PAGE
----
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 On Dipoles, SWR and Resonance of Antennas

A Broadcast Engineer Enlightens us about swr and resonance!

My old grandmother use to say, "Son, you can hear everything around here but good ham a fryin". There is a lot of wisdom in that statement.  I am going to apply that to the building and use of dipole antennas.

There is so much misinformation on this topic I thought I would toss in 2 and maybe 3 cents myself.

Typical Dipole antenna


Now I am a retired broadcast engineer.  I worked to keep television and radio transmitters on the air.  I worked on everything from "whistles" (low power transmitters less than 1,000 watts) to 1 megawatt ERP stations powered by twin Eimac Klystrodes (at $52,000 a copy, management expected us to be a bit careful with those).  I have over 35 year's bench time.  I said this only to let you know that I have seen a circuit or two in my time.  I don't pretend to know everything, but I do know a few things.


So lets start on the subject of dipoles by getting on down to the nearest music store.

While at that music store, if you have around $3 of disposable income, you can buy a 440 Hz "A" tuning fork.  Now if you strike that tuning fork against a solid, it will sound an "A" note.  (As a side note, I am quite sure it is a communist plot because they all sound the same exact note!)  Another curiosity about tuning forks is that if you hold it about an inch above a guitar, you can play E, B, G, and D and nothing happens, but the moment you strike the "A" string, that thing will sound out loud and clear in sympathetic vibration. (This may actually be alien technology at work here as it seems to be some sort of wireless communication)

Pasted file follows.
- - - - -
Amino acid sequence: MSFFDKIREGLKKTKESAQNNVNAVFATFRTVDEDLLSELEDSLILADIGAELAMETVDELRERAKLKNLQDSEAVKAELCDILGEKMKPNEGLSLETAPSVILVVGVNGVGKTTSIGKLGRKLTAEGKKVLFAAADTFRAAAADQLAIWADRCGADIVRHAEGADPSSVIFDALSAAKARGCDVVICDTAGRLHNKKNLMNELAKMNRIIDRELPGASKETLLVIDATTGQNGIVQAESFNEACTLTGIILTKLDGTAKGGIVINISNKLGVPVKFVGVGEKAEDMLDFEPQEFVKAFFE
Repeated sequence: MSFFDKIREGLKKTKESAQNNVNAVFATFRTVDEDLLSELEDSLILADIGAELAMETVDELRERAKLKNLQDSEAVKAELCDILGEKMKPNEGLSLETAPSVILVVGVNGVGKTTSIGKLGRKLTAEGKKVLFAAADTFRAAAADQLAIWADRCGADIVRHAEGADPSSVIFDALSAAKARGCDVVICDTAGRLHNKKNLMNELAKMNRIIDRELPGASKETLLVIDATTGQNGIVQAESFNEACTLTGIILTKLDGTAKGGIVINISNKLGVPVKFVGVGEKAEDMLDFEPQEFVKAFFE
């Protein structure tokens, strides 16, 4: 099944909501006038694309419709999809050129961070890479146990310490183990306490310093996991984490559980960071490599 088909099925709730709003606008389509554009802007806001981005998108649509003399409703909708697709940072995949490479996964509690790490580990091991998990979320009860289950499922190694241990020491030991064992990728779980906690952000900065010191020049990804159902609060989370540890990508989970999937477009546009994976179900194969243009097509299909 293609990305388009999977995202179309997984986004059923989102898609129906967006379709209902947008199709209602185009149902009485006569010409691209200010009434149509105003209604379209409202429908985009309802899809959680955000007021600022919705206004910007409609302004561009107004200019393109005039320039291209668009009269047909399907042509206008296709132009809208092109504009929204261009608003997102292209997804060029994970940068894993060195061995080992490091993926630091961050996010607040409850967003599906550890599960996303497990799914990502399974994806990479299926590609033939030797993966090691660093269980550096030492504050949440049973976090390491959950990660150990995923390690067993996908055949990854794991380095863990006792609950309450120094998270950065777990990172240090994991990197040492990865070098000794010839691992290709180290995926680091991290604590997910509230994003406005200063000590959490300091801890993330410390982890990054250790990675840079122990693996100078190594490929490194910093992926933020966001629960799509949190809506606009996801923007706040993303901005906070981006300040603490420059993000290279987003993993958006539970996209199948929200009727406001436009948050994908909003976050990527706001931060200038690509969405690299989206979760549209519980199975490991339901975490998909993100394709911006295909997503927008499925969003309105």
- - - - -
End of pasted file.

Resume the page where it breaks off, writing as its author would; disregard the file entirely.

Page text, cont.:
When you build a dipole, all you are really doing is making a tuning fork.  No more, no less.  You cut the radiators to vibrate at a specific frequency.  In my youth, I would take my slide rule and pencil and do the actual math. (You youngsters who have never even heard of a slide rule look around you.  The buildings, bridges, and machines were all built with one as there were few electronic calculators before the 1980s)  These days with all my dead brain cells, all I know about math is that ought from ought is ought and tails from tadpoles is frogs.  That being the case, I just use an online dipole calculator.


I am not trying to detract from long division as "Miss Ruby" (and her ruler) was a great advocate of that discipline.  It is just that a dipole calculator is easier for me to manage.  If you want to divide the frequency into 468, just help yourself. (468 / f = total length in feet)


Once you have your dipole built to the lengths given in the calculator, and have checked it several times with your ruler, you are done.  You cannot trim it, or add to it.  Only at this length is it at resonance.  If you trim it or add to it you take it out of resonance and you ruin it.


I full well realize it is the practice to prune them, but that is not a correct thing to do.  It will only operate full out at the frequency of design by staying the length which it was cut.  You see, the problem is not with the dipole at all.  The problem is with the radio!  The dipole is 75 ohms impedance.  It always will be.  The radio is trying to work a 75 ohm load with a 50 ohm output.  There is no real fix for this.  Pruning destroys the frequency integrity of the dipole.  The only possible solution is to build a new Pi-L circuit in the radio, taking it to 75 ohms and feeding with RG6 or RG11.  That and that alone would give you maximum ERP.


I follow a different drummer.  I take the lid off the radio and talk to the final.  I simply say, "Mr. Final, you're just going to have to get use to it!"   Then I key the mike and let the final hang on.  I am not going to mess up my dipole just to satisfy a $20 SWR meter and a very stubborn 50 ohm radio.  Radios are very bossy, and most hams eventually give in and buy  an antenna tuner or prune and destroy their dipole.  Both are "out of sight out of mind solutions".   Not me, I am a "let em eat cake" man.  After 30 years of running dipoles at 1.5 to 1 SWR with no tuner and no pruning, and not blowing a single final, I continue on.